The major bottleneck for plant biomass processing is fiber saccharification: the conversion of cell wall lignocellulosic biomass into fermentable sugars (en route to production of value-added chemicals like second generation biofuels). Some microbes enhance this step by using natural self-assembling proteinaceous nanocatalists known as cellulosomes. CellulosomePlus targets rational design of optimized cellulosomes to overcome this problem.This would allow efficient production of biofuels from low-value raw materials like inedible parts of plants and industrial residues (which are all renewable, sustainable and inexpensive). First we propose to characterize the physicochemical and structural properties (including mechanostability) as well as interactions of enzymes and scaffolds from natural cellulosomes and non-cellulosomal components. In parallel, we will characterize a suitable residual substrate from municipal waste (organic fraction of municipal solid waste) and develop improved assays to reliably follow cellulosomal enzymatic activity. The acquired knowledge will be complemented with rapid computational modelling at the atomic and supramolecular levels for testing and predictions. Experimental and theoretical knowledge will be then integrated to design improved cellulosomes (with high-selectivity, activity and cost-effectiveness). Further improvement will be obtained by iteration using high throughput screening of components. The improved cellulosomes generated through this innovative multidisciplinary approach represent a step towards green chemistry since they are biodegradable proteinaceous materials and therefore by-products and/or wastes are minimized due to the high enzymatic selectivity. Finally, the production of the optimized cellulosomes (and the process involved) will be scaled up to preindustrial scale to demonstrate their viable commercial production. These results will be patented and a roadmap will be drawn up towards future standardization.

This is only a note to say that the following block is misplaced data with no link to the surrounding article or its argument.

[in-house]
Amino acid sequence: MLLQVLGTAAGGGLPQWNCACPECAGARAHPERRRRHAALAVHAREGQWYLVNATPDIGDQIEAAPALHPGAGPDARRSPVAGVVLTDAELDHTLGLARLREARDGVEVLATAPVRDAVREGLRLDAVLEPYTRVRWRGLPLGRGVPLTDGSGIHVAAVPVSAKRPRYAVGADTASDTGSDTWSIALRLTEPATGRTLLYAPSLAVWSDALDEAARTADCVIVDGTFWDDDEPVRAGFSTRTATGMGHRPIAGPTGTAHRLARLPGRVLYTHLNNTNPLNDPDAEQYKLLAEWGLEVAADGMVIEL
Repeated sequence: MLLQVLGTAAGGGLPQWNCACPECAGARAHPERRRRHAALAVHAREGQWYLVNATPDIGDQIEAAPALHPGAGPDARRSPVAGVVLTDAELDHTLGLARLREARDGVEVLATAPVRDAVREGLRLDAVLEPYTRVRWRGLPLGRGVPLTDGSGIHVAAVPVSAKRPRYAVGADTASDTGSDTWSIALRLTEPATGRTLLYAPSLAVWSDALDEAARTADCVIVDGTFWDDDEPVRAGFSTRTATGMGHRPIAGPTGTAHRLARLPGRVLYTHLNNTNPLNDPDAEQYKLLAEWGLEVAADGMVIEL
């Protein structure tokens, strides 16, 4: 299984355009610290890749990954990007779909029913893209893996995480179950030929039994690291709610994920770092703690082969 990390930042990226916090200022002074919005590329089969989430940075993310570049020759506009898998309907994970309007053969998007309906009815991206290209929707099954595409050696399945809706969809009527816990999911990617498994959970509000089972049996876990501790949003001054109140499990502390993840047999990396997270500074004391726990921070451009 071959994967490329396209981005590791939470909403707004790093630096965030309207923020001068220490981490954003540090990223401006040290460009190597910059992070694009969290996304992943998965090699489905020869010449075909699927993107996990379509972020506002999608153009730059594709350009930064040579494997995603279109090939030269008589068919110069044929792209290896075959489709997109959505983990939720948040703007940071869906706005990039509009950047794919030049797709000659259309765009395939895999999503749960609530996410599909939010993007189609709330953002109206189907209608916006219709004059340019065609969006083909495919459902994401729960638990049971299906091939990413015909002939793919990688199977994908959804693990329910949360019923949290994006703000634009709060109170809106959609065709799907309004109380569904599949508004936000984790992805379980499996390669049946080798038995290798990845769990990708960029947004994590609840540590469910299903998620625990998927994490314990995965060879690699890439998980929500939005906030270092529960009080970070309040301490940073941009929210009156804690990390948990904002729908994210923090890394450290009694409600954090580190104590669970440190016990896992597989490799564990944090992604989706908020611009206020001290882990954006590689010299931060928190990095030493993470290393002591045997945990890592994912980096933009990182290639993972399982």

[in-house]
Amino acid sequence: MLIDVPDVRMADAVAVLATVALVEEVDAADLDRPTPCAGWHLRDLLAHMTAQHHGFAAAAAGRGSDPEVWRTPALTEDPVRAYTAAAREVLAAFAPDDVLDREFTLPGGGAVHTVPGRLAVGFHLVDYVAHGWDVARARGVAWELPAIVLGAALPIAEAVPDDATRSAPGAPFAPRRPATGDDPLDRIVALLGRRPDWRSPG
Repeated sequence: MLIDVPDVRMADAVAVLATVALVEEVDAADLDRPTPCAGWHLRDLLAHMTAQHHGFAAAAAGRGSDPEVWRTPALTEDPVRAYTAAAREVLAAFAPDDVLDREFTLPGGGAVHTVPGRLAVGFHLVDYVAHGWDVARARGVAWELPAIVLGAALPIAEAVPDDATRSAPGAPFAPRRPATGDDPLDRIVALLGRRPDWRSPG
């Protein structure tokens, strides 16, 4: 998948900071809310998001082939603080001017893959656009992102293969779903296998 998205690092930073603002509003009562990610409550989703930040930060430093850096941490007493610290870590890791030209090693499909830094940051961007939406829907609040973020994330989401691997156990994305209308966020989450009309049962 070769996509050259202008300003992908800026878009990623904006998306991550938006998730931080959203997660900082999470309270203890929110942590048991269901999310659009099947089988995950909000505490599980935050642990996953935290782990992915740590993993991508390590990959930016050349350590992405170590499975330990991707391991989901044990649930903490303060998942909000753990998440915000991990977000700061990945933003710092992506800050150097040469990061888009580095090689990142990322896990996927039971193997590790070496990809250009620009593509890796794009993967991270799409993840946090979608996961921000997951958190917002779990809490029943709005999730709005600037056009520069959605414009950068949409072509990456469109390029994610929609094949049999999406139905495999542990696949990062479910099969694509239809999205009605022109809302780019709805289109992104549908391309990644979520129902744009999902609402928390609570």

Patent
Biopolis S.L. and Complutense University of Madrid | Date: 2015-05-27

The invention relates to a method for producing 2,3-butanediol using improved strains of Raoultella planticola, and to novel mutant strains obtained by random mutagenesis from the bacterial species Raoultella planticola CECT843, that can be used in the industrial production of 2,3-butanediol from glycerol. The invention preferably relates to the Raoultella planticola strains designated IA1 and IIIA3 and deposited in the Spanish Type Culture Collection (CECT) under deposit number CECT8158 (corresponding to the strain designated IA1) and deposit number CECT8159 (corresponding to the strain designated IIIA3). The invention also relates to a method for producing 2,3-butanediol from glycerol by means of a biotechnological process using the novel strains of the invention.